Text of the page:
Surovell et al failed to confirm the YD Impact data because their sampling methods were fatally flawed. We discovered that the impact layer was very narrow, often millimeters thick, and used painstaking microstratigraphy to find it. Although the impact layer initially was deposited just before the formation of the black mat, the magnetic and organic fractions containing the most compelling information often moved about due to turbation of the sediment following deposition.
Surovell et al did no microstratigraphy and analyzed substantially wider sediment layers that included mostly normal sediment. Thus their results greatly diluted the impact layer contribution to their samples. Also, Surovell et al chose to recognize only magnetic microspherules that are round and shiny. It is well known that meteoritic dust is generally not perfectly round, often pitted and dull, and generally weathered. Despite all of these failures the distributions of magnetic grains and microsph erules shown by Surovell et al at all of their sites do show increases at the time of the YD impact which are consistent with our own results after correction for the sampling dilution effects. Surovell et al’s conclusions are clearly influenced by their own bias and not by a fair analysis of their own data.
Paquay et al claim to find no evidence for PGE elements in there sediment samples. We too found much weaker evidence for iridium in the sediment samples than in the magnetic fractions because the iridium is only found in the magnetic material which is a small fraction by weight of the total sediment even in the best cases where microstratigraphy was applied. As was the case with Surovell et al, Paquay et al took very broad sediment samples diluting their results. They used a shotgun approach to sample selection with no assurance that they had even sampled the YD Impact layer. This is especially important because the thin impact layer often disappears from point to point due to the effects of wind, rain, and time.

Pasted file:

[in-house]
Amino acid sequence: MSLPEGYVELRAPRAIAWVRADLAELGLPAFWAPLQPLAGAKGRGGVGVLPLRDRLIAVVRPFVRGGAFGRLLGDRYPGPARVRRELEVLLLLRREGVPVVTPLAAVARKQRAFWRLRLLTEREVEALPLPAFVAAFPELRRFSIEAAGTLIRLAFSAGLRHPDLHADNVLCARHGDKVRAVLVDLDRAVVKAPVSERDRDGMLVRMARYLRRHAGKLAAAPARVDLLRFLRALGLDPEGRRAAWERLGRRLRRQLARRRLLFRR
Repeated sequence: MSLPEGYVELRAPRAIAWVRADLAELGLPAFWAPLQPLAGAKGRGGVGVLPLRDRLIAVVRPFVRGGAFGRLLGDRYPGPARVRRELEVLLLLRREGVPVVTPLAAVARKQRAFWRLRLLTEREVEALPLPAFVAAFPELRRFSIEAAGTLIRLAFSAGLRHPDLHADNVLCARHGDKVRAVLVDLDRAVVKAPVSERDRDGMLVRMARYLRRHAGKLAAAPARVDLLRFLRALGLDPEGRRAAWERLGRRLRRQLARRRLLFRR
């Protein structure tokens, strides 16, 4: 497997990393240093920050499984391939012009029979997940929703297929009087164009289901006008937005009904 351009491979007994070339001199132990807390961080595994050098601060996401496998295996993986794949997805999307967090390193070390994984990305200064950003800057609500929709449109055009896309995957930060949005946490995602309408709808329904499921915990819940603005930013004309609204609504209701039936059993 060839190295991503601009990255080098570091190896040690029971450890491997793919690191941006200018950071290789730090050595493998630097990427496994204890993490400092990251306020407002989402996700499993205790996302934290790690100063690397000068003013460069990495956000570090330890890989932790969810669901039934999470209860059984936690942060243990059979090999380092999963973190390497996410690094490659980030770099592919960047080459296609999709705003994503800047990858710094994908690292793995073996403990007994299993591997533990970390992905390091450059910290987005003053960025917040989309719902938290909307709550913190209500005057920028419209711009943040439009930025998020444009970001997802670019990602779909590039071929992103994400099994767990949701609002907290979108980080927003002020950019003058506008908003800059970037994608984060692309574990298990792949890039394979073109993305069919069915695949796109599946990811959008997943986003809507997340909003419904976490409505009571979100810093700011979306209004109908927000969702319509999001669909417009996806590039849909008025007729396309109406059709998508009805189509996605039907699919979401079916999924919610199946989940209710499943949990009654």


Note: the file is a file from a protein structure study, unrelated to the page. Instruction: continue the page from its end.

Despite these experimental problems Paquay et al do report high concentrations of PGE elements at a site where we reported them and then dismiss them as normal despite the fact that their results were higher than were seen at some K/T sites. Before we publishe d our PNAS paper, Sharma et al (Dartmouth) independently found convincing evidence for large Osmium anomalies in Pacific Ocean sediments dated to about 12,000 years ago. His paper was rejected by PNAS because “no impact occurred at that time”. Sharma has since found additional evidence for PGE’s in the YD Impact layer which are reported at the SF AGU meeting this year. Weaker evidence of excess Iridium associated with the YD layer in Greenland ice has also been found by Paul Mayewski.
To summarize, the results published by Surovell et al and Paquay et al are both fatally flawed by their sampling techniques that failed utilize the microstratigraphy necessary to identify the YD impact layer. Both authors thus analyzed highly diluted samples, published data showing smaller peaks in magnetic grains, microspherules, and PGE’s consistent with our own results, and then persisted on describing their results as within normal variations. We find these results biased towards a specific conclusion and inconsistent with a broad range of impact markers found at dozens of sites across North America and into Europe. Attempts by others to independently report results confirming our research have systematically been rejected by reviewers primary on the basis that no impact occurred.